by Sandy Malone, wedding planner, owner of Weddings in Vieques & star of Wedding Island on TLC

Bill and I signed up for this crazy project because we love Vieques Island

During a radio interview on The Jim Bohannon Show the other night in our hometown of Washington, DC, my husband Bill was asked why we decided to make the reality show “Wedding Island” with TLC. I’m not sure we ever got a clear answer out of Bill for the listening audience – I probably cut him off cuz I never shut up. But the question was phrased sorta like “why would nice normal successful people like you want to go and mess with reality television?” It’s an excellent question and I’d like a chance to explain.  After all, life was about as normal as it’s ever been for us when this opportunity arose.  Why would we risk a good thing?

Bill and I signed up for this crazy project because we love Vieques Island.  I loved it when I worked down here as a consultant to the Puerto Rico Federal Affairs Administration leading media tours through the live fire zone back in 1999, and my husband fell in love with it the first time he visited with me, long before we were married.  We chose to leave successful careers in Washington, DC, and move to Vieques, Puerto Rico, to build our business six years ago, and we have consistently drawn large numbers of new visitors to the island for events planned by us since the day we set up shop planning weddings.

I’ve always blogged about Vieques Island –  I started my professional career in journalism and when I grow up, I want to be a writer again.  But while I’m a wedding planner, I’ve put my writing skills to good use helping destination brides around the world with good advice, and drawing new visitors to Vieques with regular blogs in high profile publications such as The Huffington Post and Purple Unions.  After years of hearing crazy stories about Wiccan weddings and brides who demanded to ride horses in mermaid-style gowns, a producer friend decided it was high time to capture the crazy on film.  And so they did.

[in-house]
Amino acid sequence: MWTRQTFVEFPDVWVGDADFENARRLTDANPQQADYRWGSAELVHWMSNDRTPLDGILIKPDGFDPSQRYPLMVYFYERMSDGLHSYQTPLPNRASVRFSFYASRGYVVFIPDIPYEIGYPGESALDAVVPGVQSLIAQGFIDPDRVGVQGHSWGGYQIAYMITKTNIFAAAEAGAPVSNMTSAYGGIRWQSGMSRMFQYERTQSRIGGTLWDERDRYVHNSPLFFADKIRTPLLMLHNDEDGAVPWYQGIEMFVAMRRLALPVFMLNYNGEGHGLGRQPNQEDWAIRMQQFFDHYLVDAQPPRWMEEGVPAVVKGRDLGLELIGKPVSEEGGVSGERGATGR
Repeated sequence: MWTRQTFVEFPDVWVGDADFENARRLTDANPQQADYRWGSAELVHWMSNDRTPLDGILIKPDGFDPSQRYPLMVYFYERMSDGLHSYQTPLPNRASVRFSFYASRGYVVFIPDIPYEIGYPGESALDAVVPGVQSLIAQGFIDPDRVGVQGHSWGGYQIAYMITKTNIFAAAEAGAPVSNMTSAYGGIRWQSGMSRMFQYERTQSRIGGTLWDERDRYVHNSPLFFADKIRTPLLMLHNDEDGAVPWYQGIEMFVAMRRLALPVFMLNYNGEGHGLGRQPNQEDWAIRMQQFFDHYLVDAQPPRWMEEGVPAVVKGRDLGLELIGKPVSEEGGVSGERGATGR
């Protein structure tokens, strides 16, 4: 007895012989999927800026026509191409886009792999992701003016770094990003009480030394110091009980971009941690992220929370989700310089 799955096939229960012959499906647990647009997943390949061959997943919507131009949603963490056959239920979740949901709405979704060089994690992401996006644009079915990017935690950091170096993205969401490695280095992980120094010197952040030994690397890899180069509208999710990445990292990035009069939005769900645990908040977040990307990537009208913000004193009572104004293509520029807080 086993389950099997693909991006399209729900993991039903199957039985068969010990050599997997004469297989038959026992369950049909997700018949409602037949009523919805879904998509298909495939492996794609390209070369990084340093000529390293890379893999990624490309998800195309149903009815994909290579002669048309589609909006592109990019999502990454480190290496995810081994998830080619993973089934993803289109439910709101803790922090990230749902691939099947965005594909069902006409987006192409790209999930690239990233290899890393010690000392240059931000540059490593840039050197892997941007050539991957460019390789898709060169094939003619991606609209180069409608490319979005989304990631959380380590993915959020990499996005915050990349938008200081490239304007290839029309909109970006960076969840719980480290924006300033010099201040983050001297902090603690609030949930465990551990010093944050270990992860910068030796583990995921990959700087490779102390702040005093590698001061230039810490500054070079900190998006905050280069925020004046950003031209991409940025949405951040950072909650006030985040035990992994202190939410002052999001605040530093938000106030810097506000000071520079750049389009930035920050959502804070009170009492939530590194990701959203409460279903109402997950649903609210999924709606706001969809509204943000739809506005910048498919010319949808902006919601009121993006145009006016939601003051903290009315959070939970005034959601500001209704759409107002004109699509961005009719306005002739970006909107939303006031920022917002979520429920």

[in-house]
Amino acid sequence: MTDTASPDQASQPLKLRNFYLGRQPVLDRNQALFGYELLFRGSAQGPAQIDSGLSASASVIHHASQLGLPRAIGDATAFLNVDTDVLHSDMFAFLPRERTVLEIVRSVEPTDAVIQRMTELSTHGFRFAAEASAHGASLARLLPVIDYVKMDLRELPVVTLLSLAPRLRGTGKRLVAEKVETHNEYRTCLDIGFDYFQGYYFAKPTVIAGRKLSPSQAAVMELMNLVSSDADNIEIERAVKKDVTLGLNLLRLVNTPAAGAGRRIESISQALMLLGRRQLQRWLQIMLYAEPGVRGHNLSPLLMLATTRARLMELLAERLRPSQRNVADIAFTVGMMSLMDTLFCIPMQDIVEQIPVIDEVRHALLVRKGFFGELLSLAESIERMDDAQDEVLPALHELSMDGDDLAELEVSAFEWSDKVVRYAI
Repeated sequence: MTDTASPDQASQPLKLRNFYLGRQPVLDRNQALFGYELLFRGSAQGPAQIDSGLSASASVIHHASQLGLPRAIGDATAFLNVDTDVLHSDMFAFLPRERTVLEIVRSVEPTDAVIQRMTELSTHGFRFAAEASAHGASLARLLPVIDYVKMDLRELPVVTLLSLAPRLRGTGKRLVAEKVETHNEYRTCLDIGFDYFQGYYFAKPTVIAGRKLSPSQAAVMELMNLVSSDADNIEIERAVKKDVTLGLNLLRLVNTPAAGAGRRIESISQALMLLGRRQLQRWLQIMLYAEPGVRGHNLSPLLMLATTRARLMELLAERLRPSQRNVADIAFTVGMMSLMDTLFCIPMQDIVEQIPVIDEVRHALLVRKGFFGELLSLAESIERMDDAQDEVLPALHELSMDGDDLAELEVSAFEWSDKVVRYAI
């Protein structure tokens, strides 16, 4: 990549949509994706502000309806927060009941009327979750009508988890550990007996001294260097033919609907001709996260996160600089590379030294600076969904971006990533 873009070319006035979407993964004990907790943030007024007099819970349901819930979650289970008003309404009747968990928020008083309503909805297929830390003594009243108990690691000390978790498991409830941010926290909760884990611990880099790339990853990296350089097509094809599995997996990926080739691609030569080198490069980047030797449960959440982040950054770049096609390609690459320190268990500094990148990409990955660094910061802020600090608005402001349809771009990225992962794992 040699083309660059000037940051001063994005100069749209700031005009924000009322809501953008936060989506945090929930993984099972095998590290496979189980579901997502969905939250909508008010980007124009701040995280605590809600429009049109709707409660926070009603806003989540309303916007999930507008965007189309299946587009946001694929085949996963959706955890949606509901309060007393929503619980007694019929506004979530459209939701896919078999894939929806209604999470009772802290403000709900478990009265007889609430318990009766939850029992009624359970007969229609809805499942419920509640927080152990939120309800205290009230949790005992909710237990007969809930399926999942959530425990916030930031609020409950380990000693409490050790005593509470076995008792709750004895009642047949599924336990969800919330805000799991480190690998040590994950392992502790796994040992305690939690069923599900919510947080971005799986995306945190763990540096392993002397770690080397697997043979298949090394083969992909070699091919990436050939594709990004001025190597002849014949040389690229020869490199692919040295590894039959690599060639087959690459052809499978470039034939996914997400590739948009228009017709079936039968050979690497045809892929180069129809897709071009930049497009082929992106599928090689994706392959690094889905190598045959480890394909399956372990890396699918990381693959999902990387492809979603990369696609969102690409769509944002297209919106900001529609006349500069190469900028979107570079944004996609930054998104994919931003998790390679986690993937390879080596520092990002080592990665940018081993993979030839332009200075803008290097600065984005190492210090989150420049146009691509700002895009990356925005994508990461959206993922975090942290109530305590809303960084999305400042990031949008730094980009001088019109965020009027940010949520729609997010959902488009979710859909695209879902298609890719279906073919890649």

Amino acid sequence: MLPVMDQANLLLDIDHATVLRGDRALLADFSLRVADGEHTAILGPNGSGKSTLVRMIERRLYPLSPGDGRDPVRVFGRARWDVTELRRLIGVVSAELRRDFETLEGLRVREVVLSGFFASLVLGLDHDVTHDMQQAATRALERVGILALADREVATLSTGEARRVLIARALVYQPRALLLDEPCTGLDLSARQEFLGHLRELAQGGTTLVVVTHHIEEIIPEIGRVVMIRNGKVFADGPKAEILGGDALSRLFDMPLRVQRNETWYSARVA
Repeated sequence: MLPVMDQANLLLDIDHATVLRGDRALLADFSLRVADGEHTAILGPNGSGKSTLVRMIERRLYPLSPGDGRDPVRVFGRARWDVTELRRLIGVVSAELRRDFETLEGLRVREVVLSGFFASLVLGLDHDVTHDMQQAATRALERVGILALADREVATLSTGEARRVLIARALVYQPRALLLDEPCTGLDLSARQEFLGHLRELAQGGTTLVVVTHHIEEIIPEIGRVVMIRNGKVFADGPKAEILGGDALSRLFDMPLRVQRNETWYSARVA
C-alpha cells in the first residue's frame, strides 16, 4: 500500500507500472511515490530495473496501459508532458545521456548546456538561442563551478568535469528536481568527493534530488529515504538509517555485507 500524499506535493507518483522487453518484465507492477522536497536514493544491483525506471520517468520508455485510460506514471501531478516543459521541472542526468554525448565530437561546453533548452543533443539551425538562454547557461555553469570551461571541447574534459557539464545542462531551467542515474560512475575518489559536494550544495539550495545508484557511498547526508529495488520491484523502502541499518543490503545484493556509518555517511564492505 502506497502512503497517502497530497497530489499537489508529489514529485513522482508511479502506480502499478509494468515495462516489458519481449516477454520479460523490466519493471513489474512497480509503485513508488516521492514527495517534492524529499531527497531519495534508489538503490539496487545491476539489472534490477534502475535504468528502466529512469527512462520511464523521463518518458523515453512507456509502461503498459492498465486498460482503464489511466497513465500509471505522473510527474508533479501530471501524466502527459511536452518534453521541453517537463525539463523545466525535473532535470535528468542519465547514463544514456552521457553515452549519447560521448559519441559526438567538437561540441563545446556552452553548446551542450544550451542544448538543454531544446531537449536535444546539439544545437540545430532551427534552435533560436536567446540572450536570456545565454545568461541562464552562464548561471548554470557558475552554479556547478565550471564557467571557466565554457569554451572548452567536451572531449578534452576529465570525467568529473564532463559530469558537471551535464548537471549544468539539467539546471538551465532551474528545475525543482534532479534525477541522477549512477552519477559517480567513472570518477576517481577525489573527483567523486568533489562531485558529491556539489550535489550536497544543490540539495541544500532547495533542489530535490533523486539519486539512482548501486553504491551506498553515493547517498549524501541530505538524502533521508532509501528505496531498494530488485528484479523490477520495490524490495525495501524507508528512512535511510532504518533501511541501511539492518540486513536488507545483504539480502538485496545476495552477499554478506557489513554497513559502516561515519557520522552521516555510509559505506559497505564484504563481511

Wedding Island TLC - Vieques, Puerto Rico

The birth of “Wedding Island” was a multi-step process that first involved making a demo on a wedding weekend when we had two weddings on the same day – and just going through that experience was enough to make us question if we were doing the right thing, for our business and for us personally.  We questioned whether we could withstand the inevitable scrutiny and whether it would scare clients away to show them the reality behind the scenes at some destination weddings. But we kept moving forward with our original goal of getting as much positive media exposure for our island as we could.  We never questioned whether a show would be good for Vieques because we’ve always been focused on growing the tourism industry here to help provide more jobs.  We KNEW the show would make the island look as truly amazing as it is – it stands for itself in pictures and on film.  What we didn’t know then was that such a popular television network as TLC would choose us and send a top-tier company like 495 Productions to Vieques to start filming five months after the demo was shot.  No island time going on there, that’s for sure.

Initially all of our vendors were super excited to participate – everybody saw the value of getting such tremendous national tourism exposure for Vieques Island. The island has NEVER had this kind of opportunity to be shown off – in a positive way – on television sets across the United States.  And whether you like the show or not, you cannot deny the footage being shown on a weekly basis is absolutely unbelievable.  The aerials.  The time-lapse shots.  I am a Vieques media junkie and I have never seen our island look so beautiful and vibrant and be exposed to so many new people all at one time.  People may have mixed opinions of the show, me or my company, but everybody agrees that Vieques Island is truly being displayed as a “jewel of the Spanish Virgin Islands” by TLC.  The island looks amazing.